Pivonia S.,Arava Research and Development | Gerstl Z.,Institute of Soil, Water and Environmental Sciences | Maduel A.,Arava Research and Development | Levita R.,Arava Research and Development | Cohen R.,Newe Ya'ar Research Center
European Journal of Plant Pathology | Year: 2010

Sudden wilt (vine decline) of melon caused by Monosporascus cannonballus is a problem in arid and semiarid regions worldwide. Preplanting soil disinfestation with methyl bromide, a common treatment for disease management, has been banned in many countries, raising the need for alternative disease-control measures. Soil fungicide application during the growing season is one possible treatment. Twelve fungicides were evaluated in vitro for M. cannonballus suppression, seven of those were evaluated under field conditions. The fungicides azoxistrobin, prochloraz and pyraclostrobin + boscalid exhibited high and similar efficacies in controlling sudden wilt disease under field conditions. Fludioxonil applied at high rates was also effective but was phytotoxic. Fluazinam, the first fungicide found capable of suppressing sudden wilt and one which has been used in Israel since 2000, was less effective. The results indicate that two applications of a fungicide during the short fall season should be sufficient for effective control of the disease. In the long spring season, at least three applications are needed to protect the melon crop. Melon fruits were examined for fungicide residues and only boscalid residues were found. This fungicide was therefore limited to the first application before fruit set. © 2010 KNPV.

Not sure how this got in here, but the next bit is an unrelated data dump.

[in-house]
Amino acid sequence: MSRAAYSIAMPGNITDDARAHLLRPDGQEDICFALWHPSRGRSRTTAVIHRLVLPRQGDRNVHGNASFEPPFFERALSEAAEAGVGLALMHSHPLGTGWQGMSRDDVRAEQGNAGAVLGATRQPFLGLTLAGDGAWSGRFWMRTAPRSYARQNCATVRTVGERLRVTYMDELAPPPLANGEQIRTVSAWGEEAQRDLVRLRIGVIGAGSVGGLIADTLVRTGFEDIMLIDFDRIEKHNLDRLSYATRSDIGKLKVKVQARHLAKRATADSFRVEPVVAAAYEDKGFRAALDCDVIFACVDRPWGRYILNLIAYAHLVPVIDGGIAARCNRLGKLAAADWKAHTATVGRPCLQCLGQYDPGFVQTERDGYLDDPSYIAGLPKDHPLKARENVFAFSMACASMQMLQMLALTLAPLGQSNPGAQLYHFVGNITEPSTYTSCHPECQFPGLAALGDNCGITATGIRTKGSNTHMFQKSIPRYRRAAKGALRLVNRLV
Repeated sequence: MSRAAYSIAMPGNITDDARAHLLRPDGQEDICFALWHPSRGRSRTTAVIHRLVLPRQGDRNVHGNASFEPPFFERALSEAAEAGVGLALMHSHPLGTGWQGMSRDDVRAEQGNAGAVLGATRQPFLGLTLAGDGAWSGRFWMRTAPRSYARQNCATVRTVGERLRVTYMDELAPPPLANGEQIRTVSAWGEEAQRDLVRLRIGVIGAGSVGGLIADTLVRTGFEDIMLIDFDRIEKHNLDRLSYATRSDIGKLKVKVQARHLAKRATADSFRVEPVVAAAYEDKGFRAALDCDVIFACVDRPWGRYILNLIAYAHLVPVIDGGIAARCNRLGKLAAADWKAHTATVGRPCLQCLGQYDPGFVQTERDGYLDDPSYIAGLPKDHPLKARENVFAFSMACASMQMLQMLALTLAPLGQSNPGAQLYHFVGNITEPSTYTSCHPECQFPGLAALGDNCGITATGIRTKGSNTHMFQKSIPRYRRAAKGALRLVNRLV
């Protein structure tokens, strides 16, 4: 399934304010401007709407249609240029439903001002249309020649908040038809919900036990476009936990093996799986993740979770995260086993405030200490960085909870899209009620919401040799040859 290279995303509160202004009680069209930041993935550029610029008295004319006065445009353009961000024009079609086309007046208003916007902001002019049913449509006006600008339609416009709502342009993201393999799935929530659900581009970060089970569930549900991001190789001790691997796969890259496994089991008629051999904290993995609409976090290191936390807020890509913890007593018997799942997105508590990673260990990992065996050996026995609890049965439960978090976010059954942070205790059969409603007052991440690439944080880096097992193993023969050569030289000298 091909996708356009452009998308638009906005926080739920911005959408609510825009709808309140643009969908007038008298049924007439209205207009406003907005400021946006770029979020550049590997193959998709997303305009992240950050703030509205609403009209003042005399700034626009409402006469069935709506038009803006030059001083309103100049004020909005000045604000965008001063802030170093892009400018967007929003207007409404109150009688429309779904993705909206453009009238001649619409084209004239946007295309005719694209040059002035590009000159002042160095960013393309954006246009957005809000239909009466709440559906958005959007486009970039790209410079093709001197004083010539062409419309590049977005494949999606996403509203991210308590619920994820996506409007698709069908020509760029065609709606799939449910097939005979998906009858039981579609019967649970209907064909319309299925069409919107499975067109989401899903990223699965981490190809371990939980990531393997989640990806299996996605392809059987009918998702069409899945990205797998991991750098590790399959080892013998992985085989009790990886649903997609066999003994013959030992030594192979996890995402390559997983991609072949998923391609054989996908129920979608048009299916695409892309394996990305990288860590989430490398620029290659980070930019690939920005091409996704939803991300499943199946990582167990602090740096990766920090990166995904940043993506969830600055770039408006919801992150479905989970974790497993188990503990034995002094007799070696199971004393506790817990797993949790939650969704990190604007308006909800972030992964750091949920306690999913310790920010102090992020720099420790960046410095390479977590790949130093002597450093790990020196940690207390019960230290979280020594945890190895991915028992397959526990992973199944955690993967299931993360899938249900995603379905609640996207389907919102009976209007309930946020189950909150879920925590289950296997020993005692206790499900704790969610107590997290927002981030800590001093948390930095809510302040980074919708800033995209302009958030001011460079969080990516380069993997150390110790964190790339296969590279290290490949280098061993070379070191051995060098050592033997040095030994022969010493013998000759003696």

Posmanik R.,Ben - Gurion University of the Negev | Sinay B.B.,Mevoot HaNegev Agricultural High School | Golan R.,Arava Research and Development | Nejidat A.,Ben - Gurion University of the Negev | Gross A.,Ben - Gurion University of the Negev
Water, Air, and Soil Pollution | Year: 2011